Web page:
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Healthy Competition

In 1995, Patrick Madden, an up-by-his-bootstraps Irish immigrant with two decades of service with the Daughters of Charity hospital organization, came to Sacred Heart Hospital in Pensacola as CEO. Madden found a facility described then by its executives as "a brick hospital partially hidden behind pine trees." The hospital was beginning to expand, but Madden quickly came to believe that to fulfill its mission of serving the poor, Sacred Heart would have to grow much faster -- and far beyond its home in Pensacola.

That same year, across town, executives at Baptist Health Care did a self-assessment and didn't like what they saw. Locally owned, with its flagship facility in one of the town's poorest areas on a little-traveled street, Baptist couldn't compete with Sacred Heart either in terms of funding or location. Worse, Baptist's internal surveys showed that both its employees and its patients were unhappy with its operations. Al Stubblefield, then executive vice president, was tasked to fix it.

What has ensued has been a decade of mostly friendly but fierce -- and expensive -- competition in which the leaders of the two non-profit hospital groups have strived to fulfill charitable missions by finding new ways and new places to make money. The battlefield for the competition is one of the state's poorer regions -- and one of the country's most competitive healthcare markets. Pensacola, says Stubblefield, is a "three hospital town where there ought to be two."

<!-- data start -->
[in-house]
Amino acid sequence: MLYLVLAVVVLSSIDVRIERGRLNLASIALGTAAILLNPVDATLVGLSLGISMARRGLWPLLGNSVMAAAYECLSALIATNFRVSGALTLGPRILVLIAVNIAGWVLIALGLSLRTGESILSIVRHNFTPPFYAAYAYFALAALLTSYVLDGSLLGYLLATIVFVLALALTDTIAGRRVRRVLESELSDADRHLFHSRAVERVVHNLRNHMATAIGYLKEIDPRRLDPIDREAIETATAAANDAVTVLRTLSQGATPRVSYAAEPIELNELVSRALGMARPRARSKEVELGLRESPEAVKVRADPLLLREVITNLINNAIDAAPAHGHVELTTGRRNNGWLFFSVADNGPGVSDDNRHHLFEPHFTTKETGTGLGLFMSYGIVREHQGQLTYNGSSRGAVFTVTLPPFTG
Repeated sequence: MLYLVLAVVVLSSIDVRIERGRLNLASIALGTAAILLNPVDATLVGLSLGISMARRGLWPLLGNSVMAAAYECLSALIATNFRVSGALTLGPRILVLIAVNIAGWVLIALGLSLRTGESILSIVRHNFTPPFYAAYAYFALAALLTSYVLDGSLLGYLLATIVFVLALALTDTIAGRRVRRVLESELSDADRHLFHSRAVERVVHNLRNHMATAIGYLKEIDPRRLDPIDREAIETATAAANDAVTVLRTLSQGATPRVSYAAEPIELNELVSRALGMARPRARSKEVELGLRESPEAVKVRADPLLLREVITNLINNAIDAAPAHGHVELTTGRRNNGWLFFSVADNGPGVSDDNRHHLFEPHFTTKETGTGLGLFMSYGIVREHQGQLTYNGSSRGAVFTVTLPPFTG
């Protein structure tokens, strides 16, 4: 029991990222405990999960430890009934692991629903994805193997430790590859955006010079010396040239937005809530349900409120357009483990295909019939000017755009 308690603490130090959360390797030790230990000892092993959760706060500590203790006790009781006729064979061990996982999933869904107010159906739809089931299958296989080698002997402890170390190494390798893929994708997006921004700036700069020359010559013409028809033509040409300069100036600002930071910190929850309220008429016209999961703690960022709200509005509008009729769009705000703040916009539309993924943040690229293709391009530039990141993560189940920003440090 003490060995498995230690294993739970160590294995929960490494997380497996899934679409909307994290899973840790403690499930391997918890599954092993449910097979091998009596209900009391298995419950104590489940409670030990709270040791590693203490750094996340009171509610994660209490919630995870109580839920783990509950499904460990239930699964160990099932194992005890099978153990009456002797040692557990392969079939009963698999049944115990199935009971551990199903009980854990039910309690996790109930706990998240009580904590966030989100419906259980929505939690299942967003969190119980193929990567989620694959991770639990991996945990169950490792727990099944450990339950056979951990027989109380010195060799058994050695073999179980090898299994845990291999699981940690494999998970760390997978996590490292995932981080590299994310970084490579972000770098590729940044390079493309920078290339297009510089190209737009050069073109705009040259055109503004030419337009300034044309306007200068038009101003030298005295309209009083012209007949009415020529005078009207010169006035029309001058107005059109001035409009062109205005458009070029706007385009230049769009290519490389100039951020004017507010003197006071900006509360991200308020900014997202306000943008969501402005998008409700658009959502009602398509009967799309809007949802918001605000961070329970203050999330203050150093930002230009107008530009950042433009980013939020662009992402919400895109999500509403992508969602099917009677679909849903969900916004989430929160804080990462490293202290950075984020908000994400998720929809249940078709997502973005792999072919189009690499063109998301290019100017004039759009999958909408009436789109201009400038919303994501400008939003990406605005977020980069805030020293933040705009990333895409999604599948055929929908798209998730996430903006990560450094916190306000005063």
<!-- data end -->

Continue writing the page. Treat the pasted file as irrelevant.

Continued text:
In 1995, Baptist was at a crossroads. In addition to having unhappy employees and customers, "our margins were mediocre, and we weren't seeing a lot of growth in revenue,'' says Stubblefield. Distracted by external affairs, including a lengthy consideration of three possible mergers, the hospital's leaders had lost focus.

Without the means to finance a huge expansion, Baptist's senior officers decided on a core strategy of improving patient satisfaction, says Jim Vickery, then CEO. Says Stubblefield: "We knew we could never outspend the competition, so we decided to outserve them."

Baptist leaders organized employees into improvement teams. Managers began soliciting and rewarding "Bright Ideas'' from employees. They established the in-house ServU university, boosted the fun factor at employee meetings, loaded bulletin boards with plaudits for employee achievements and dispatched torrents of thank-you letters to employees who helped improve the culture. Stubblefield also recruited talent from outside: A major player was Quint Studer, a hospital executive from Chicago who in 1999 parlayed his Baptist experience into his own successful healthcare consulting firm.

Al Stubblefield, CEO
Baptist Health Care

Age: 54. Born in Jackson, Miss.
Degrees: Bachelor's in business, Mississippi College; master's in hospital and health administration, University of Alabama.
Career: Joined Baptist Health Care in 1985; earlier, worked at hospitals in Mississippi and Tennessee.
Family: Wife, Mary Lee; married 31 years; two sons and two daughters.
Style: For quarterly employee training meetings, Stubblefield gets togged up in heroes' costumes -- Superman, Obi "Al"' Kenobi -- in keeping with committee-chosen themes. It humanizes him, he says. "At the same time, I'm able to deliver a passionate, consistent message of never wavering from this idea of service excellence and quality.''